Federal judiciary edges closer to gender parity, but numbers of minorities drop


Hmm. Effect of change in Minister?:

The federal judiciary is edging closer to gender parity after the second consecutive year in which more women than men were appointed judges, new data show. Women now make up 43 per cent of the 905 full-time judges.

But the numbers of minorities dropped, also for the second year in a row. There were just four members of visible-minority groups chosen, and two Indigenous persons, out of 86 new judges.

In the wake of the new statistics, some members of the legal community are urging the government to do more to appoint minorities to the bench.

“I think it is time now to redefine what we mean by merit,” said Daphne Dumont, a former president of the Canadian Bar Association who practises law in Charlottetown.

“I think you can be highly meritorious for all sorts of reasons that aren’t necessarily the reasons given in the application form that you have to fill in.” For instance, Indigenous lawyers who have returned to their home communities to bring them access to justice have shown merit. The process, she and others said, typically rewards those who are perceived as leaders through volunteering, teaching and participating on boards of legal associations.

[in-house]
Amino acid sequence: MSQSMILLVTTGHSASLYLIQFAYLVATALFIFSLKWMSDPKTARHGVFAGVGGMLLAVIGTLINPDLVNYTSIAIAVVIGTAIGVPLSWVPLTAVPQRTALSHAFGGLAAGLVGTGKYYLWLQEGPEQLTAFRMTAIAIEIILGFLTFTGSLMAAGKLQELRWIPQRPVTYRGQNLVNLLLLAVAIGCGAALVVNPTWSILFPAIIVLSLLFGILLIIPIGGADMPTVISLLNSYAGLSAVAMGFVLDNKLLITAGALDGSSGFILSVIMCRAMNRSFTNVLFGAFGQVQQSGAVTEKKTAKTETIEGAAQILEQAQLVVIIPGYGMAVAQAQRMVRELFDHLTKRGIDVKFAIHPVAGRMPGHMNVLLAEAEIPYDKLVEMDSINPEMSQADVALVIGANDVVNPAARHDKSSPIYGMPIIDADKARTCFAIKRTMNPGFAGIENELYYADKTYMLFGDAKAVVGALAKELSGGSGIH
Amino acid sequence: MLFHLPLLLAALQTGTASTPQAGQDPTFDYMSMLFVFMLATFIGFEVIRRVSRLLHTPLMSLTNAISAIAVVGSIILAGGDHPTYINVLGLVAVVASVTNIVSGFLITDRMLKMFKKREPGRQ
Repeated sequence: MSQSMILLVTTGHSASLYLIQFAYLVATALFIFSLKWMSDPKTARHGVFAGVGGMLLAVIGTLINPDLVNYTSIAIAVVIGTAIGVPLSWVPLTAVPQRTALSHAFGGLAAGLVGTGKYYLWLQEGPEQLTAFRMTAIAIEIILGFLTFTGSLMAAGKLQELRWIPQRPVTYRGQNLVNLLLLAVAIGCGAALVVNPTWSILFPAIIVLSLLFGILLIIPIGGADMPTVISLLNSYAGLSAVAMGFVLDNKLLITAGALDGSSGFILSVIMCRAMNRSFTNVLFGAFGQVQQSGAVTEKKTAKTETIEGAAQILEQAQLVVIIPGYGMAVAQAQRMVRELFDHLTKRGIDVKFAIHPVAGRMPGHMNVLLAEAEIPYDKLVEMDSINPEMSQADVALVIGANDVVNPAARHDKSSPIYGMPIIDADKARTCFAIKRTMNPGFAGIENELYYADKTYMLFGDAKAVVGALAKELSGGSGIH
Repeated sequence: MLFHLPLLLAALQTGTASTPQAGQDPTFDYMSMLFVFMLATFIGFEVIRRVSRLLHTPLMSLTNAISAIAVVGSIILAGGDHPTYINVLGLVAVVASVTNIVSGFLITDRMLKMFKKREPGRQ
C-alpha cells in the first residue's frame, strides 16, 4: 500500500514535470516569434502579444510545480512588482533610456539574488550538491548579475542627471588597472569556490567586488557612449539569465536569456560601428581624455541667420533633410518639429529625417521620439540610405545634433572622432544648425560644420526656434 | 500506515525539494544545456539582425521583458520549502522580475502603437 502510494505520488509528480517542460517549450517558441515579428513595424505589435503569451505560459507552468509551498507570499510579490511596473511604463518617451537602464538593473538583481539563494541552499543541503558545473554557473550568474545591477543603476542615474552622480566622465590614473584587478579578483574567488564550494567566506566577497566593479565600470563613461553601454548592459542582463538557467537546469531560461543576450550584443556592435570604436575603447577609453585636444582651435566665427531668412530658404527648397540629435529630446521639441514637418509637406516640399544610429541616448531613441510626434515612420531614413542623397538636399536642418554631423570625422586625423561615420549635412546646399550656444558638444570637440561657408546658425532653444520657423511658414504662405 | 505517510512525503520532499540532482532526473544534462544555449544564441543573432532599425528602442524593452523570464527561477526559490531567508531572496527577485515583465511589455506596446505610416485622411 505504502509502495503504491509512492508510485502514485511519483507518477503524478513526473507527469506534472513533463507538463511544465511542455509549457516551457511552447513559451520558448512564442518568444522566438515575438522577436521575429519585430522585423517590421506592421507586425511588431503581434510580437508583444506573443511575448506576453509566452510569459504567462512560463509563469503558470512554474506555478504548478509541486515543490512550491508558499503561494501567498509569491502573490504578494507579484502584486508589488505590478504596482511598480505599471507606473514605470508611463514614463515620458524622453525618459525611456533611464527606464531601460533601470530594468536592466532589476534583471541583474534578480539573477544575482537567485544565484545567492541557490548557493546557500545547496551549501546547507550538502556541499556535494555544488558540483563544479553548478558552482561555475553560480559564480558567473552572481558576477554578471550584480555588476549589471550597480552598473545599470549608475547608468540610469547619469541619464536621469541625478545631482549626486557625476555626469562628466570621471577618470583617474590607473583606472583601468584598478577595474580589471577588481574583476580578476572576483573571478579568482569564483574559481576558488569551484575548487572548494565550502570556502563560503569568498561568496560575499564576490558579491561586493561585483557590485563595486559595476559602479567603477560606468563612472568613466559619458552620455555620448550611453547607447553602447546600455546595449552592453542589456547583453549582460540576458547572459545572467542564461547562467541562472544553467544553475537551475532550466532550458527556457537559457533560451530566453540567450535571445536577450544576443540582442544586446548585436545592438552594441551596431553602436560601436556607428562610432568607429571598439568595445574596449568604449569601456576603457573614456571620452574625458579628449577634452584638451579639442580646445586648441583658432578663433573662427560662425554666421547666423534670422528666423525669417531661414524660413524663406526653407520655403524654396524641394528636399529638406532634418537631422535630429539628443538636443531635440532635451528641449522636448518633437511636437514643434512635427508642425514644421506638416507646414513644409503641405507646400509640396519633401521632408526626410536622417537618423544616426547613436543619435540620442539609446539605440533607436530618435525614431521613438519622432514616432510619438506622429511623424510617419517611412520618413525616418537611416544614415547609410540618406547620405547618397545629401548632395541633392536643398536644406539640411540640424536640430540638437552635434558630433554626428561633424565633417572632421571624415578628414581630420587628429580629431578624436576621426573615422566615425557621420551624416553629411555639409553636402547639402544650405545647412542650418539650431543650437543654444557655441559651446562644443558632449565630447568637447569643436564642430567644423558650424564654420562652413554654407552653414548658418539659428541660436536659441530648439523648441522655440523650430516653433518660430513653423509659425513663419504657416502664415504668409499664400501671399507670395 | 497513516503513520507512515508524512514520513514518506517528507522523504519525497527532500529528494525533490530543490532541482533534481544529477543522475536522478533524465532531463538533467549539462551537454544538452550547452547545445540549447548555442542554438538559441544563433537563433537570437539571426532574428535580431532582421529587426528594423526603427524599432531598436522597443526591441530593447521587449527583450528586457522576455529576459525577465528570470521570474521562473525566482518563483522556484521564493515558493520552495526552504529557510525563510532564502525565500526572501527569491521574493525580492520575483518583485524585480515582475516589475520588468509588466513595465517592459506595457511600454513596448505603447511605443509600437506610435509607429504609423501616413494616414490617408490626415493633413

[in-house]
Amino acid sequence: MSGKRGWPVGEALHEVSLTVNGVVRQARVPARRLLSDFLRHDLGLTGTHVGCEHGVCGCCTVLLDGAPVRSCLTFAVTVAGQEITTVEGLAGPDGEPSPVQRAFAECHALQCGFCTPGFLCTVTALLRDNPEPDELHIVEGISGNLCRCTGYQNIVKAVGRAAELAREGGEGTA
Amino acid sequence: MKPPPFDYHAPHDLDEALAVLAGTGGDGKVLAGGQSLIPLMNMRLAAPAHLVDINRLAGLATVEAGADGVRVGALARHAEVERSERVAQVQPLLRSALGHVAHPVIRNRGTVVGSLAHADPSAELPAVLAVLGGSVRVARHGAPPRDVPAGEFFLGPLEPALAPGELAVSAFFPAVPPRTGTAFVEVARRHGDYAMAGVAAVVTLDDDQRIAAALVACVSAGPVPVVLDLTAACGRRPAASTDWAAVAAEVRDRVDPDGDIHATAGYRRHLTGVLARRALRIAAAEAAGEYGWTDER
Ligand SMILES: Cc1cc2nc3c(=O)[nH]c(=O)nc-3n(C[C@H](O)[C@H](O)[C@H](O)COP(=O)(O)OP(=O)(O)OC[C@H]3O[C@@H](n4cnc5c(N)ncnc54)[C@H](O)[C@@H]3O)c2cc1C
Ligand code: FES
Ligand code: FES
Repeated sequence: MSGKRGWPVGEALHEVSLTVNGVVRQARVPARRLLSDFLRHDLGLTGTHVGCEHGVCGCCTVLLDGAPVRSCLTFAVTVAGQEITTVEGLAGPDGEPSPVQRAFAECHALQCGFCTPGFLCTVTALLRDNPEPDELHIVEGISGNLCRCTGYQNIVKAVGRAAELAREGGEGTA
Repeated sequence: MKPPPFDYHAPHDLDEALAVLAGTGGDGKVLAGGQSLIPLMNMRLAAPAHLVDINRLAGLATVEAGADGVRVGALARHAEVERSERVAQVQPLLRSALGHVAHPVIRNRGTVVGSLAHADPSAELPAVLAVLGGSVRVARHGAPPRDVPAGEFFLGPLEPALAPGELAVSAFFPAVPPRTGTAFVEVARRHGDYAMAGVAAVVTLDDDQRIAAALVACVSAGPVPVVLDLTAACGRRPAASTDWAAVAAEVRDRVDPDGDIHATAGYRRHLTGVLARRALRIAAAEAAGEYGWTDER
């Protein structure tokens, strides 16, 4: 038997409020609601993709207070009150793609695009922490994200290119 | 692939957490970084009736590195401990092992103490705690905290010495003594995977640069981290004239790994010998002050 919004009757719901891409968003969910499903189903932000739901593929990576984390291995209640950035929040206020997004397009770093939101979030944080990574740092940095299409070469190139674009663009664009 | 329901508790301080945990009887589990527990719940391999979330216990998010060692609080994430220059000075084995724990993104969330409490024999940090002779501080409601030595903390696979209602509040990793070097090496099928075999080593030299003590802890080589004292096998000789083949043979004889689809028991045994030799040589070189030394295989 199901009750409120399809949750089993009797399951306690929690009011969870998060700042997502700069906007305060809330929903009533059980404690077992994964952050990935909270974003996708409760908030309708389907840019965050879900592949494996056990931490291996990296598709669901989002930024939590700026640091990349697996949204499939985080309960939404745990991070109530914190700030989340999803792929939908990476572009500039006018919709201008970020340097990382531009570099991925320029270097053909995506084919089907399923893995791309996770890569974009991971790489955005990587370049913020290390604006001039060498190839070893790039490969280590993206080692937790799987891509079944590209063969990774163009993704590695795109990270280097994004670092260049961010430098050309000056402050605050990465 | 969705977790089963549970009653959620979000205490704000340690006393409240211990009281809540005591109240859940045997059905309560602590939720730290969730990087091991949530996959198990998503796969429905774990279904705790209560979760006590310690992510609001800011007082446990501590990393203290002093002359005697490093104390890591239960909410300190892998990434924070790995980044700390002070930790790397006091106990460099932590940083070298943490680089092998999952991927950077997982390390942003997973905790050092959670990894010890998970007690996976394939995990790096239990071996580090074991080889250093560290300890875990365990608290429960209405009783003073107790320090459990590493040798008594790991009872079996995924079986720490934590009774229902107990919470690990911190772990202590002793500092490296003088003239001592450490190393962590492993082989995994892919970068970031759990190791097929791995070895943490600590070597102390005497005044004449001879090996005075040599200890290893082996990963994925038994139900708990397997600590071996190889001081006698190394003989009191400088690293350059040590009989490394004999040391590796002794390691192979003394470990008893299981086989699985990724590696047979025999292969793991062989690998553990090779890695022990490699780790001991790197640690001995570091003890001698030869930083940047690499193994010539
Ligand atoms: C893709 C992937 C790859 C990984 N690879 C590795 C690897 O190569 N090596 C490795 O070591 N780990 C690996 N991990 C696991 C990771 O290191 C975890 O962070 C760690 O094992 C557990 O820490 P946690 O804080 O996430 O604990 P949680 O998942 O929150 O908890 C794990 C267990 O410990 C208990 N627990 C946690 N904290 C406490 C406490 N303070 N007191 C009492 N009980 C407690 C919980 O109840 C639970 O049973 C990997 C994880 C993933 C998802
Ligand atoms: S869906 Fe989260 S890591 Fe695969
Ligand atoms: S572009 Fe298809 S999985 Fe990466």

The Liberal government revised the appointment process in 2016, with a stated emphasis on diversity. For the first time, the government asked judicial applicants whether they are disabled, a member of a visible minority or an ethnic/cultural minority, LGBTQ2 or Indigenous.

Each year, the Office of the Commissioner for Federal Judicial Affairs reports on the numbers of applicants and appointments from each of the groups. The numbers cover federally appointed courts such as the superior courts of provinces, the Federal Court of Canada and the Tax Court.

From October, 2016, to October, 2017, an equal number of men and women – 37 – were appointed to these courts, although men far outnumbered women among applicants. The following year, female applicants for the first time outnumbered males, and the numbers appointed also exceeded those of males – 46 to 33. This year, appointments were 47 women, 39 men.